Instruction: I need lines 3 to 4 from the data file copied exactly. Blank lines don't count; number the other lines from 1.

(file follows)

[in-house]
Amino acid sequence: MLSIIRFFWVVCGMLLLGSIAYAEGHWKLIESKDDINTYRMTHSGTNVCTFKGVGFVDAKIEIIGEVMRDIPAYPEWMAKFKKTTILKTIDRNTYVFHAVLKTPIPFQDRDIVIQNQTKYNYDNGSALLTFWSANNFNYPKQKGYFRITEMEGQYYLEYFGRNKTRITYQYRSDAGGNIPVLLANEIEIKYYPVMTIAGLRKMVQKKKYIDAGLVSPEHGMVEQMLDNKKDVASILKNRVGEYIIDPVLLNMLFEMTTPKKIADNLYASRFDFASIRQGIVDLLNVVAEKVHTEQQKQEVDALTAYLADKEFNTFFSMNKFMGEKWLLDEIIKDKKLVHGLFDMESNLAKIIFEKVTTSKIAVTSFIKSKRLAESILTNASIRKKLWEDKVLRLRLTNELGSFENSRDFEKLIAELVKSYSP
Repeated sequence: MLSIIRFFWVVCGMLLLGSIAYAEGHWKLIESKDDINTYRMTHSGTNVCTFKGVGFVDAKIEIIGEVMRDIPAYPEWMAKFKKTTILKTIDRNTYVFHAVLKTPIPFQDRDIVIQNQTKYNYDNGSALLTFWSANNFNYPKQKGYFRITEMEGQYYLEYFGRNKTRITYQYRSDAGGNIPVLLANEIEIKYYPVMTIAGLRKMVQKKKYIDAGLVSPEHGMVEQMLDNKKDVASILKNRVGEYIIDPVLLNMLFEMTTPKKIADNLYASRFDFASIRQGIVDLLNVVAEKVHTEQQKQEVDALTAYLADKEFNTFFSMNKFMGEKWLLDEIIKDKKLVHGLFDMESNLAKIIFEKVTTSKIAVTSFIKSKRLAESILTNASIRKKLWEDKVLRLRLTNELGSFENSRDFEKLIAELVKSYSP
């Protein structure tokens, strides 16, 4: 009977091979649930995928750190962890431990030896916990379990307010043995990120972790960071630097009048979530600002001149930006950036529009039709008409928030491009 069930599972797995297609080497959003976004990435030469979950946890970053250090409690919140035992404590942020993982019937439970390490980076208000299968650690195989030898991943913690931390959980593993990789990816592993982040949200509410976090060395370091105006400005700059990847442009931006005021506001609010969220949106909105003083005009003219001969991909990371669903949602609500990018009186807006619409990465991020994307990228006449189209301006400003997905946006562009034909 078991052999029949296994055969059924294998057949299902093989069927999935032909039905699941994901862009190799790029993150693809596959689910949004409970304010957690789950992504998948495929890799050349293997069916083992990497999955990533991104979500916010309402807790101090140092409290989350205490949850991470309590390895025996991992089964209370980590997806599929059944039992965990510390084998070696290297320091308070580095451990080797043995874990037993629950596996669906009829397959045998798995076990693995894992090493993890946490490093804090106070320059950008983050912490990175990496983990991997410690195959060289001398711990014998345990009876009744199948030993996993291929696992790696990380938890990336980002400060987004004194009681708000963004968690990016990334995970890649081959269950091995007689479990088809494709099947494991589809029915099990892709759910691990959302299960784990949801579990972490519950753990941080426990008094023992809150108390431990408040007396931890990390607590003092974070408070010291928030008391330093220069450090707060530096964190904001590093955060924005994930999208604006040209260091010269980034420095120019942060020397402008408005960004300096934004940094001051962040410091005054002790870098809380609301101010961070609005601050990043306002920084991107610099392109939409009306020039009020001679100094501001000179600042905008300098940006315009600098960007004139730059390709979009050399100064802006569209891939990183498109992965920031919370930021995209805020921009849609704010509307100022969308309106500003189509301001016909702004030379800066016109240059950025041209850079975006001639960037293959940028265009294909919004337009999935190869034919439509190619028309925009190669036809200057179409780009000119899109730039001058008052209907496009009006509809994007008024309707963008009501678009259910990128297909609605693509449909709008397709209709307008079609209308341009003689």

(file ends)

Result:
Repeated sequence: MLSIIRFFWVVCGMLLLGSIAYAEGHWKLIESKDDINTYRMTHSGTNVCTFKGVGFVDAKIEIIGEVMRDIPAYPEWMAKFKKTTILKTIDRNTYVFHAVLKTPIPFQDRDIVIQNQTKYNYDNGSALLTFWSANNFNYPKQKGYFRITEMEGQYYLEYFGRNKTRITYQYRSDAGGNIPVLLANEIEIKYYPVMTIAGLRKMVQKKKYIDAGLVSPEHGMVEQMLDNKKDVASILKNRVGEYIIDPVLLNMLFEMTTPKKIADNLYASRFDFASIRQGIVDLLNVVAEKVHTEQQKQEVDALTAYLADKEFNTFFSMNKFMGEKWLLDEIIKDKKLVHGLFDMESNLAKIIFEKVTTSKIAVTSFIKSKRLAESILTNASIRKKLWEDKVLRLRLTNELGSFENSRDFEKLIAELVKSYSP
């Protein structure tokens, strides 16, 4: 009977091979649930995928750190962890431990030896916990379990307010043995990120972790960071630097009048979530600002001149930006950036529009039709008409928030491009 069930599972797995297609080497959003976004990435030469979950946890970053250090409690919140035992404590942020993982019937439970390490980076208000299968650690195989030898991943913690931390959980593993990789990816592993982040949200509410976090060395370091105006400005700059990847442009931006005021506001609010969220949106909105003083005009003219001969991909990371669903949602609500990018009186807006619409990465991020994307990228006449189209301006400003997905946006562009034909 078991052999029949296994055969059924294998057949299902093989069927999935032909039905699941994901862009190799790029993150693809596959689910949004409970304010957690789950992504998948495929890799050349293997069916083992990497999955990533991104979500916010309402807790101090140092409290989350205490949850991470309590390895025996991992089964209370980590997806599929059944039992965990510390084998070696290297320091308070580095451990080797043995874990037993629950596996669906009829397959045998798995076990693995894992090493993890946490490093804090106070320059950008983050912490990175990496983990991997410690195959060289001398711990014998345990009876009744199948030993996993291929696992790696990380938890990336980002400060987004004194009681708000963004968690990016990334995970890649081959269950091995007689479990088809494709099947494991589809029915099990892709759910691990959302299960784990949801579990972490519950753990941080426990008094023992809150108390431990408040007396931890990390607590003092974070408070010291928030008391330093220069450090707060530096964190904001590093955060924005994930999208604006040209260091010269980034420095120019942060020397402008408005960004300096934004940094001051962040410091005054002790870098809380609301101010961070609005601050990043306002920084991107610099392109939409009306020039009020001679100094501001000179600042905008300098940006315009600098960007004139730059390709979009050399100064802006569209891939990183498109992965920031919370930021995209805020921009849609704010509307100022969308309106500003189509301001016909702004030379800066016109240059950025041209850079975006001639960037293959940028265009294909919004337009999935190869034919439509190619028309925009190669036809200057179409780009000119899109730039001058008052209907496009009006509809994007008024309707963008009501678009259910990128297909609605693509449909709008397709209709307008079609209308341009003689």